Prime minister-designate Benjamin Netanyahu’s Likud party denied a Wednesday report that it has been negotiating under the radar with centrist rivals Yesh Atid and National Unity in order to form a unity government that would not be reliant upon far-right parties.
Yesh Atid and a spokesperson for National Unity also denied the report from Hebrew daily Maariv, which said that people close to Netanyahu, Yesh Atid’s Yair Lapid and National Unity’s Benny Gantz were quietly probing the option.
Prime Minister Lapid and Defense Minister Gantz have both said they would not partner with Netanyahu and committed to sitting in the opposition after November 1’s election delivered a decisive 64-seat majority to Likud and its right-religious bloc in the 120-seat Knesset.
While Netanyahu and far-right party Religious Zionism-Otzma Yehudit, as well as Haredi partners Shas and United Torah Judaism, campaigned on a pledge to form a right-wing government together, coalition talks have stalled over ministry postings, particularly for Religious Zionism’s Bezalel Smotrich, who is demanding to be defense minister.
Likud said the Wednesday report was “fake news” and “spin that never was.”
“Those that are investing so much in spreading fake news should rather invest those efforts in forming a fully right-wing government, immediately,” the party’s statement continued, implying that Religious Zionism may be the source of the report.
A spokesperson for Smotrich did not immediately answer a request for comment.
Briefly bridging their negotiations impasse, Smotrich and Netanyahu met on Tuesday evening after a week of not negotiating face-to-face. However, their negotiations apparently broke down again, with planned meetings for Wednesday canceled.
Smotrich is pressing to receive the sensitive defense ministry or the finance post, both problematic given the US and other allies’ stated opposition to working with the ultranationalist. Smotrich developed a reputation as a competent minister of transportation but would be a particularly problematic choice to lead the security establishment, given that he was arrested by the Shin Bet in 2005 in connection to planned violent protests against settlement withdrawal from the Gaza Strip.
He was ultimately released without being charged.
Yesh Atid called the reports of unity talks “unfounded rumors” and accused Likud of spreading them in order to “lower prices charged by Smotrich and [Shas leader Aryeh] Deri.”
“We will not conduct any negotiations with them and Yesh Atid will not sit in a government headed by someone accused of serious crimes,” the statement continued.
Netanyahu is currently on trial for four counts of corruption tied to his former tenure as prime minister. He has steadfastly maintained his innocence, saying the charges were trumped up by biased police and state prosecutors, encouraged by political opponents and left-wing media, under a weak attorney general.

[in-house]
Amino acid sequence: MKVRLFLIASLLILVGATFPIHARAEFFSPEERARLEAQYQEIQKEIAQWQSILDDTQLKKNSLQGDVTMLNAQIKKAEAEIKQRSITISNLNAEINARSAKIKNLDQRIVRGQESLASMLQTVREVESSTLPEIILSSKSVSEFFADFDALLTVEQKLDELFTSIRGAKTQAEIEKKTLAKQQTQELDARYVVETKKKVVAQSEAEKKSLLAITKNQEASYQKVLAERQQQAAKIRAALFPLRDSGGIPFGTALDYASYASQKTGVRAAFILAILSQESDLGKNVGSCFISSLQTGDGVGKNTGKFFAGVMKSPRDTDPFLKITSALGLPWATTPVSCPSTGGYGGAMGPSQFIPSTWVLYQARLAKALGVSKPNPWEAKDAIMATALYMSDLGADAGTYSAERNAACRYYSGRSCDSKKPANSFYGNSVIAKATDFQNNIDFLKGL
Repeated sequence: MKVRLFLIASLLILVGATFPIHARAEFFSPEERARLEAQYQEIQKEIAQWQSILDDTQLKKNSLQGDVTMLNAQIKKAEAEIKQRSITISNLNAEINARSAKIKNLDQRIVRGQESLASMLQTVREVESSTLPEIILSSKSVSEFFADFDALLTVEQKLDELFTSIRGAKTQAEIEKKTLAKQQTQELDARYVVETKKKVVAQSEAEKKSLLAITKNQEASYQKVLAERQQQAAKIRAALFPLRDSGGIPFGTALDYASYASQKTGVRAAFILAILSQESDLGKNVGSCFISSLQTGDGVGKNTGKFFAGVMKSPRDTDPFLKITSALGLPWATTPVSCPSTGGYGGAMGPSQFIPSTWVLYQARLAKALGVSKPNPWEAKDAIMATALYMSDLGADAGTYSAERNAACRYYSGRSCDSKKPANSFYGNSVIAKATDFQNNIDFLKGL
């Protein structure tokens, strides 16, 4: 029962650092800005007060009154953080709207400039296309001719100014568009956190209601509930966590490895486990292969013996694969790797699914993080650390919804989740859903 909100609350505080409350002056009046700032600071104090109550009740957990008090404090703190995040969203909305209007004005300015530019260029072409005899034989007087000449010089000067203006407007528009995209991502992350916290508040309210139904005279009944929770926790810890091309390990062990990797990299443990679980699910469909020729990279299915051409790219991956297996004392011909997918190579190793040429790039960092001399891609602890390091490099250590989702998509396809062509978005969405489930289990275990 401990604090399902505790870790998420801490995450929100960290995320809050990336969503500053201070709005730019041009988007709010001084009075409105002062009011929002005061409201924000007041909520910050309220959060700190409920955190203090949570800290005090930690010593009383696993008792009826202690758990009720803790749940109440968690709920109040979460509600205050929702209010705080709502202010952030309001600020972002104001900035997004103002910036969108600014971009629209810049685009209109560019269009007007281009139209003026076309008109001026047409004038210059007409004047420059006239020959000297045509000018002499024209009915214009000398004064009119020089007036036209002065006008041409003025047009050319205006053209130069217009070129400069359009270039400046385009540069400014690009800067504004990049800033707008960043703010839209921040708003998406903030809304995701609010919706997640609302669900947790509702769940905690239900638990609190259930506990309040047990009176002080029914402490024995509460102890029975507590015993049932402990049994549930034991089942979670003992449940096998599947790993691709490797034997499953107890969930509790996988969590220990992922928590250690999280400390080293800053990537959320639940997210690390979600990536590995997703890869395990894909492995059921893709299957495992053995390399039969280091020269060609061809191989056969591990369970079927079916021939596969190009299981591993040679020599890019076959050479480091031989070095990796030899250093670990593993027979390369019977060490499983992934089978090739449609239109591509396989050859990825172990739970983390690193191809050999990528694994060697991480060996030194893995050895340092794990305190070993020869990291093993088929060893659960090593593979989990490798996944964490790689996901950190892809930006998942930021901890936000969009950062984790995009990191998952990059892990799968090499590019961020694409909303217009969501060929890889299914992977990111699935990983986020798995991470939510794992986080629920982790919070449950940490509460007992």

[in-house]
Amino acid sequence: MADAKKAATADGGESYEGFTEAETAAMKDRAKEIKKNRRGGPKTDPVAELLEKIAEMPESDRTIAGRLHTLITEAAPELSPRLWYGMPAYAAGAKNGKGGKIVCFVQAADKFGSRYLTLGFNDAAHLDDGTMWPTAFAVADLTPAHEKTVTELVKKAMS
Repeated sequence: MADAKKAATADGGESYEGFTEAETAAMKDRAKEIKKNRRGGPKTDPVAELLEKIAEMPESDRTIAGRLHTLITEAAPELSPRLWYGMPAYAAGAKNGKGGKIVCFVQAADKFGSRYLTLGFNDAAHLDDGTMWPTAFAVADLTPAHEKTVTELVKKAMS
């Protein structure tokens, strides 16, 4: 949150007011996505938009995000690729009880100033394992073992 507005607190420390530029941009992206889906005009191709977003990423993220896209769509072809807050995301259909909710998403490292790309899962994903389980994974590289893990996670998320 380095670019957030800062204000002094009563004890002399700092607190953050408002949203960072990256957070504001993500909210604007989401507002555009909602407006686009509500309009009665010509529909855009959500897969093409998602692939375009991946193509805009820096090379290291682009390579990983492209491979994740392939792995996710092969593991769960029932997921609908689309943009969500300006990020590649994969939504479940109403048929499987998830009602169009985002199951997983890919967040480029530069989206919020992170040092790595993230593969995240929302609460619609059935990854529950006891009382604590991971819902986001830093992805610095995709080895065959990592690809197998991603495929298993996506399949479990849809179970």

Gantz’s National Unity, parts of which previously partnered with Netanyahu in a short-lived 2020 unity government, simply said “no,” there is no negotiation. After Netanyahu burned Gantz by sending Israel back to elections in 2021 rather than honor their prime ministerial rotational agreement, Gantz has said that Netanyahu has expended all of his political capital with him.
The unity government scenario, while denied on all sides, is in line with other denied reports that President Isaac Herzog had encouraged the parties to also pursue a unity government, in hopes that it would remove or marginalize the extreme Religious Zionism-Otzma Yehudit party.
Otzma Yehudit head Itamar Ben Gvir, who made some of the greatest political gains among parties in the November 1 election, has also been wary that Netanyahu would use his popularity to win, but then dump him to form a government with centrists when push came to shove.
Staking out the unfamiliar position as being the calm adult in the room, Ben Gvir on Wednesday called on Likud and Religious Zionism to “show responsibility” and tone down the “slander and quarrels.”
Echoing words Netanyahu once threw against Ben Gvir, he tweeted “enough of the friendly fire.”
“Bezalel is a complete idealist, and I call on everyone to show responsibility. Let’s enter into intense negotiations in closed rooms until the smoke appears. We will not establish a right-wing government with slander and quarrels,” Ben Gvir wrote.
Israel’s 25th Knesset swore in Tuesday, but the outgoing ministers will continue to serve in their roles until a new coalition is established. Netanyahu has been pressing to form a government as quickly as possible, and originally had hoped to swear in Israel’s 37th government alongside the Knesset.